Outputs with authors with affiliations from only one country  (USA or UK) by access type in the 2014 Altmetric Top 100 List. Outputs with authors with affiliations from only one country  (USA or UK) by access type in the 2014 Altmetric Top 100 List.
Outputs with authors with affiliations from only one country (USA or UK) by access type in the 2014 Altmetric Top 100 List. Outputs with authors with affiliations from only one country (USA or UK) by access type in the 2014 Altmetric Top 100 List.

Or, for further clarity, as a bar chart:

Outputs by Authors of Only One Country of Affiliation by Access Type in the Altmetric 2014 Top 100 USA and UK
Outputs by Authors of Only One Country of Affiliation by Access Type in the Altmetric 2014 Top 100 USA and UK

It is interesting that the only outputs in the 2014 Altmetric Top 100 list by authors affiliated to UK institutions (and no other countries) were open access and not paywalled. (Once again this might be explained by Altmetric’s sources).

With the intention of offering some context, the following diagram shows all the outputs by authors from a single country of affiliation in the 2014 Altmetric Top 100 list by access type:

Outputs in the Altmetric 2014 Top 100 List by Authors of Only One Country of Affiliation by Access Type
Outputs in the Altmetric 2014 Top 100 List by Authors of Only One Country of Affiliation by Access Type

I points I found interesting from making and looking at the charts:

  • A clear split (almost 50/50) of paywalled and open access outputs by authors of various international affiliations including authors  from UK and USA institutions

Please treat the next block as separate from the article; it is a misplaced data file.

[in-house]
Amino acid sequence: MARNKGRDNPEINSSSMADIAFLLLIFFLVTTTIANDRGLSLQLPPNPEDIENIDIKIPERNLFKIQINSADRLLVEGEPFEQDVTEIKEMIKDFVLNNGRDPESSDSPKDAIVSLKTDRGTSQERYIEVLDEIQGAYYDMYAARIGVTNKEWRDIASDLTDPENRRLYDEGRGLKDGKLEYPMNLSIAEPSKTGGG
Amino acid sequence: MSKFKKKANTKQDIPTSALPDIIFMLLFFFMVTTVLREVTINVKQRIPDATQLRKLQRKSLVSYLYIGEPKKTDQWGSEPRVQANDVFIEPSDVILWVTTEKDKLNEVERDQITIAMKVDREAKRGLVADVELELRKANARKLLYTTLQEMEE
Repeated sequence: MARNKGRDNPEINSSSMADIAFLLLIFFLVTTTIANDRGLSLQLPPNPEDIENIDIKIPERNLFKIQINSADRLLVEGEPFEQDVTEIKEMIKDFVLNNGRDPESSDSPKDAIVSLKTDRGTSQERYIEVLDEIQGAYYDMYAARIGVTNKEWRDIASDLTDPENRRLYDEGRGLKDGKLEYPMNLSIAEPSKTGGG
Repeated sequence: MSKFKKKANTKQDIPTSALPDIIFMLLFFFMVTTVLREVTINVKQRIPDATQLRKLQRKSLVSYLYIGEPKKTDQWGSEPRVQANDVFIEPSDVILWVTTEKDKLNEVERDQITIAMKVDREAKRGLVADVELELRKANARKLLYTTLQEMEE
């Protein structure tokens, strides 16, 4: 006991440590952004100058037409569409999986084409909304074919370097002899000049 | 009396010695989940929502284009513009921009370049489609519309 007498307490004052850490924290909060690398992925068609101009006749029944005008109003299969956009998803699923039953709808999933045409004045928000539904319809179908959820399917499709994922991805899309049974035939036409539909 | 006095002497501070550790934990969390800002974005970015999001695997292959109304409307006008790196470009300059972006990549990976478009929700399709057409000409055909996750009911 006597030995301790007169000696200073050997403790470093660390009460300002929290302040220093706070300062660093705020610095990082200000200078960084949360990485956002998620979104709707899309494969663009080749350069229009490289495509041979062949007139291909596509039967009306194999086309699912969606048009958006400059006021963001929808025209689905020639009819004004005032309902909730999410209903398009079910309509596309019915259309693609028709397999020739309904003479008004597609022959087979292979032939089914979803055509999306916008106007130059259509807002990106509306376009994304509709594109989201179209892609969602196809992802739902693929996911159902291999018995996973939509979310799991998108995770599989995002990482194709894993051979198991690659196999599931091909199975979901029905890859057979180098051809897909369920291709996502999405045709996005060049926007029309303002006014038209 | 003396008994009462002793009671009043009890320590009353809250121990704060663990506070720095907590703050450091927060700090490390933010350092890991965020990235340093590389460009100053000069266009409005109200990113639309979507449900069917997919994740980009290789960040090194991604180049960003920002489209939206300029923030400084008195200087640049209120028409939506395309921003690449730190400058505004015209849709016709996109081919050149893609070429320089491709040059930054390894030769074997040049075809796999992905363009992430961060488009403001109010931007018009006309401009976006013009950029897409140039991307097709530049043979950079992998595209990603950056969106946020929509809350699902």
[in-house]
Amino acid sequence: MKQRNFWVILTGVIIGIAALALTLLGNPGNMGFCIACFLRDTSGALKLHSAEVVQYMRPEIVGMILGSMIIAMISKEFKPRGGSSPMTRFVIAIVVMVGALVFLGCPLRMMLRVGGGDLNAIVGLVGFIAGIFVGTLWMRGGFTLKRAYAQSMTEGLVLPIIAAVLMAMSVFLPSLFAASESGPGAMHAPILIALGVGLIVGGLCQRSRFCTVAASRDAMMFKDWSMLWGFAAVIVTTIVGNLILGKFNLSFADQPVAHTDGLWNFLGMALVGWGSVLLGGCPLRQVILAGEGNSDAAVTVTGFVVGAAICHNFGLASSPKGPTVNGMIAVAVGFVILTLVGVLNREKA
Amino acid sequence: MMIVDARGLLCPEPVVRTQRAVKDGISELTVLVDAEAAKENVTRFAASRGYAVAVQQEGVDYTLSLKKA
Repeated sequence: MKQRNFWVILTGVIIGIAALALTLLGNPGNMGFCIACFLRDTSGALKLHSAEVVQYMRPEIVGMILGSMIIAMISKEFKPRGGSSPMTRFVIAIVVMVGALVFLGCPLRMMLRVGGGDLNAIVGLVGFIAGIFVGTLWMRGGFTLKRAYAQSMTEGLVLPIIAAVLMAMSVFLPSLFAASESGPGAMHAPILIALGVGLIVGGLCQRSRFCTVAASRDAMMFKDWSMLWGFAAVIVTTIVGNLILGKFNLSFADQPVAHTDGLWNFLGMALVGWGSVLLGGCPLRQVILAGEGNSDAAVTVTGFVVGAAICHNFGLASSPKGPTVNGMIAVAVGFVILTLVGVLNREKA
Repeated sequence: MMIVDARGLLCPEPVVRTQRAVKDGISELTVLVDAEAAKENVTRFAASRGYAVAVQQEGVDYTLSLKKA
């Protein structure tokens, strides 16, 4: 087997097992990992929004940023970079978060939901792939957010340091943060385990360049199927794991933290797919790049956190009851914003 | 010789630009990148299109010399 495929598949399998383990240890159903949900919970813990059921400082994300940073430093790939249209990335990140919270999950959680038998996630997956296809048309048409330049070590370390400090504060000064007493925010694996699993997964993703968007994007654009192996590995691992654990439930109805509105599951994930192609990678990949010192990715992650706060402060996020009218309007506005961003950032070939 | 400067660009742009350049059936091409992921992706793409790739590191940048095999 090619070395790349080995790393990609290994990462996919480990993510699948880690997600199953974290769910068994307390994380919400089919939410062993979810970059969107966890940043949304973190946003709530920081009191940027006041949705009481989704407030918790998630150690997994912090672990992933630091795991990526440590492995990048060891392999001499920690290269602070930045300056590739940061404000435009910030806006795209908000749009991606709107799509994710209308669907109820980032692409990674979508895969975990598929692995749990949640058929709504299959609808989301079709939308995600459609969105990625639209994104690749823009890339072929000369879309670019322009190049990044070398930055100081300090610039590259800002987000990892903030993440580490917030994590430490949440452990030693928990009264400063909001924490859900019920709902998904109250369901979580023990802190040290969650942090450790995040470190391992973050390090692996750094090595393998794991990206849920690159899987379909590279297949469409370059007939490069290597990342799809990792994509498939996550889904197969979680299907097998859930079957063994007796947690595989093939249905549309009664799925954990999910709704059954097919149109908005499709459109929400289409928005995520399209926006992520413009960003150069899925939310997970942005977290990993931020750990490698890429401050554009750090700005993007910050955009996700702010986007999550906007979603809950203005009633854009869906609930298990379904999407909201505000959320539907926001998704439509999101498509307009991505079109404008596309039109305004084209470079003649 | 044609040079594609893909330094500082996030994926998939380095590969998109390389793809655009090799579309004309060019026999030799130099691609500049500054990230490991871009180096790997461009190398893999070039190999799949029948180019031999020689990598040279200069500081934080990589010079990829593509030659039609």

• 37 of the 100 outputs in the list had authors from the USA only (no other country affiliations). The 37 USA-only outputs were divided in 23 paywalled (62%) and 14 open access (38%). This in stark contrast with the 5 UK-only outputs, which were all open access.
  • As in the case of UK-only outputs, when countries had more than one single-country output they did not always split into two access types. If the UK-only outputs were all open access, All the Netherlands, Italy, Israel, Australia and Czech Republic single-affiliation outputs were paywalled.
  • Germany, which had the highest number of outputs from Europe in the list (11), had 9 outputs in collaboration with various countries, all paywalled. The other two outputs were single-affiliation (Germany-only), both open access.

I have made a series of other diagrams but I will share them in a forthcoming post.

N.B.

As always, please take into account that these are not just 100 outputs mentioned online, but those with the most impressive number of “mentions” (links to permanent identifiers) in the online sources tracked by Altmetric. There is no suggestion that the online popularity of these outputs reflects uncontroversially their “quality”. The fact is that they’ve been mentioned (linked to) on line, and in the current landscape of scholarly communication, I find this fact not without its significance.

The sample of 100 outputs might be considered small, and the bias implicit in Altmetric’s sources and tracking mechanisms impose a series of important caveats to offering any robust conclusions at the moment. However, there is already some data we will be able to compare with future data in the short and long term.

Priego, Ernesto (2014): A List of the 37 Open Access Outputs Most-mentioned Onine in 2014 According to Altmetric. figshare.

http://dx.doi.org/10.6084/m9.figshare.1266304